Monday,18 December, 2017
Current issue | Issue 1136, 21 - 27 February 2013
Monday,18 December, 2017
Issue 1136, 21 - 27 February 2013

Ahram Weekly

Nothing is enough

Israeli pundits ponder the significance of Obama’s announced upcoming visit to Israel, and the possible ways to use it to further Tel Aviv’s strategic goals, writes Saleh Al-Naami in Gaza

Al-Ahram Weekly

Professor Yehezkel Dror has not missed an opportunity in recent days to advise Israeli Prime Minister Binyamin Netanyahu to take advantage of the upcoming visit by US President Barack Obama to Israel to improve Israel’s strategic environment. And when Dror speaks, many in Israel listen since he is known as “the father of Israeli strategic thinking” and is worried that Tel Aviv has not done everything it can to improve relations with Washington.
In an article published Friday in Haaretz newspaper, Dror made it clear that Obama’s visit is critical, especially in the wake of rising Islamist powers in the region “that can potentially play a bigger role on the world stage”. He also warned that Arab revolutions have undermined the US’s geostrategic position, “diminishing its ability to interfere in the region’s affairs at a time when Israel’s enemies are growing stronger.”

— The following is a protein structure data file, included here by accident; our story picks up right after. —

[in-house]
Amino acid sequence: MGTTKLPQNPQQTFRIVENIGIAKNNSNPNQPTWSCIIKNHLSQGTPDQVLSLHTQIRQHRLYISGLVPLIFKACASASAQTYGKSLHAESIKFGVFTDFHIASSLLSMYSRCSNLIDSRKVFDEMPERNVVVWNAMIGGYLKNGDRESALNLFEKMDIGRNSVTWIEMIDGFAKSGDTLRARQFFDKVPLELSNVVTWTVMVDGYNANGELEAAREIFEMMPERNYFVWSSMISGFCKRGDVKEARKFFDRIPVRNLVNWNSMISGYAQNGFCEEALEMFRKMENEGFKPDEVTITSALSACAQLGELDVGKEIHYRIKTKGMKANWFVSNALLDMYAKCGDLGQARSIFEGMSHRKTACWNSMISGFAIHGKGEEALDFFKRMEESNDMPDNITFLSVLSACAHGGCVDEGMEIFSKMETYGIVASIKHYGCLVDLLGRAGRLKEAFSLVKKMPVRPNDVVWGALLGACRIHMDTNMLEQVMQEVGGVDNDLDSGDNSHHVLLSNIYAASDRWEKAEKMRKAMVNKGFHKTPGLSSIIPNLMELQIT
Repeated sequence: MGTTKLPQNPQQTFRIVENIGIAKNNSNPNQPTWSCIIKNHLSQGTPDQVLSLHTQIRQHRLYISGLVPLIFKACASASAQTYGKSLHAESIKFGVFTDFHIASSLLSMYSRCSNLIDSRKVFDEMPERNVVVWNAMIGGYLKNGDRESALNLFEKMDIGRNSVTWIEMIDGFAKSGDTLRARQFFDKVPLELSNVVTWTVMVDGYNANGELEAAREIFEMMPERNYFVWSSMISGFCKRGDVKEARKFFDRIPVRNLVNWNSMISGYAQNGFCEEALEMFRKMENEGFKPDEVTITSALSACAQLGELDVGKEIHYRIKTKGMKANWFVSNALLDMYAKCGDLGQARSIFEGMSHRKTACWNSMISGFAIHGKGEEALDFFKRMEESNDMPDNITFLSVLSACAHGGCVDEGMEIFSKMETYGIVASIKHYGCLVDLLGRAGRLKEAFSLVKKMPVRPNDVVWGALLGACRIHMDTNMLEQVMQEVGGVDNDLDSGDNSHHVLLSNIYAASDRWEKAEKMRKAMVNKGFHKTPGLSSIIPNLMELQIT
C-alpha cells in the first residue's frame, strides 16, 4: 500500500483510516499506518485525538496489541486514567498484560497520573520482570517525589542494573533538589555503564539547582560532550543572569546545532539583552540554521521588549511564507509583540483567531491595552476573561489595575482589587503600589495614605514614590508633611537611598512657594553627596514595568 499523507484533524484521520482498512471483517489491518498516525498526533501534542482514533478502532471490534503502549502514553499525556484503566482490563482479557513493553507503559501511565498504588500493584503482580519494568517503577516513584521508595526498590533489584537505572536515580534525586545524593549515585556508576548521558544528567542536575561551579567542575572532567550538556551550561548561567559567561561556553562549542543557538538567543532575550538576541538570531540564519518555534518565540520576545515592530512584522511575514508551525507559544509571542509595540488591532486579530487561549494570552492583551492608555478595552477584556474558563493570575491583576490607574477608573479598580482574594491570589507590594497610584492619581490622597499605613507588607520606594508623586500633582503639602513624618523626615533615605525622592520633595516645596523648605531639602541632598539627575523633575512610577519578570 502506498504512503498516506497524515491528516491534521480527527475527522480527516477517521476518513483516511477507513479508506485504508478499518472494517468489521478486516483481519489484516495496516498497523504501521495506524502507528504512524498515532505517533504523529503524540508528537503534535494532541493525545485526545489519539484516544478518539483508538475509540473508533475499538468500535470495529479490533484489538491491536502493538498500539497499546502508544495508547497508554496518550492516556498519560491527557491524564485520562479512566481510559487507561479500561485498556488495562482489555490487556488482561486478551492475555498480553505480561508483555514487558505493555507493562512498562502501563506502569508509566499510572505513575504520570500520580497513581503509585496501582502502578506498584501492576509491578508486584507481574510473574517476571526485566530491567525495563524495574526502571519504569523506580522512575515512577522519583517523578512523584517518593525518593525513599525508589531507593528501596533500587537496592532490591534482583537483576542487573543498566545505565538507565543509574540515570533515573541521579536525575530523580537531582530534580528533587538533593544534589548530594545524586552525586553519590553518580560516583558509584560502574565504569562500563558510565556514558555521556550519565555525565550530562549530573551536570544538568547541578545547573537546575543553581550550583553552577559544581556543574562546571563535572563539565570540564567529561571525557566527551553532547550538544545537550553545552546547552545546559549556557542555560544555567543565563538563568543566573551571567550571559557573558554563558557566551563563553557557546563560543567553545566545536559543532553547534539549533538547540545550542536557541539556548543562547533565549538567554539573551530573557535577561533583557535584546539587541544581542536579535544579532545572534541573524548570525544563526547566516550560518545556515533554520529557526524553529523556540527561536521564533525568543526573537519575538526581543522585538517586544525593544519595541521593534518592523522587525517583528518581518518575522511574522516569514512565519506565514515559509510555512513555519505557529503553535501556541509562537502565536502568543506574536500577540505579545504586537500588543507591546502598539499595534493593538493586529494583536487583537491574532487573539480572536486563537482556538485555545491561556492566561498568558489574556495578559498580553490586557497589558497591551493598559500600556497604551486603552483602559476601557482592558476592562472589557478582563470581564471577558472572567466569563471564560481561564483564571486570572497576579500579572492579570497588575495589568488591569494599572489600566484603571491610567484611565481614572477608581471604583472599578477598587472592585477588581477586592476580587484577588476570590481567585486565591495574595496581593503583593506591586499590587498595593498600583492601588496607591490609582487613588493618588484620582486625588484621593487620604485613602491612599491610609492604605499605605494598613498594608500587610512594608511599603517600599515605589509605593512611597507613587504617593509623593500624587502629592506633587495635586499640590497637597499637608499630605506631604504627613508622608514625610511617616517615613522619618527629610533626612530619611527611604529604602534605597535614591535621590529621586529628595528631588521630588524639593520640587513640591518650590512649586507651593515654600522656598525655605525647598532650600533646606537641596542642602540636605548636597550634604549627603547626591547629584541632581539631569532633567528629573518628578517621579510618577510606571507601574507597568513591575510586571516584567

Dror believes the nightmare scenario that Israeli should worry about is that international events would force the world community to impose a political settlement of the Israel-Palestinian conflict that does not serve Israel’s interests or strategic goals. Thus, he argued, Israel’s leadership should take advantage of Obama’s visit to reach agreement on formulae for a political settlement with the Palestinians that Israel can live with.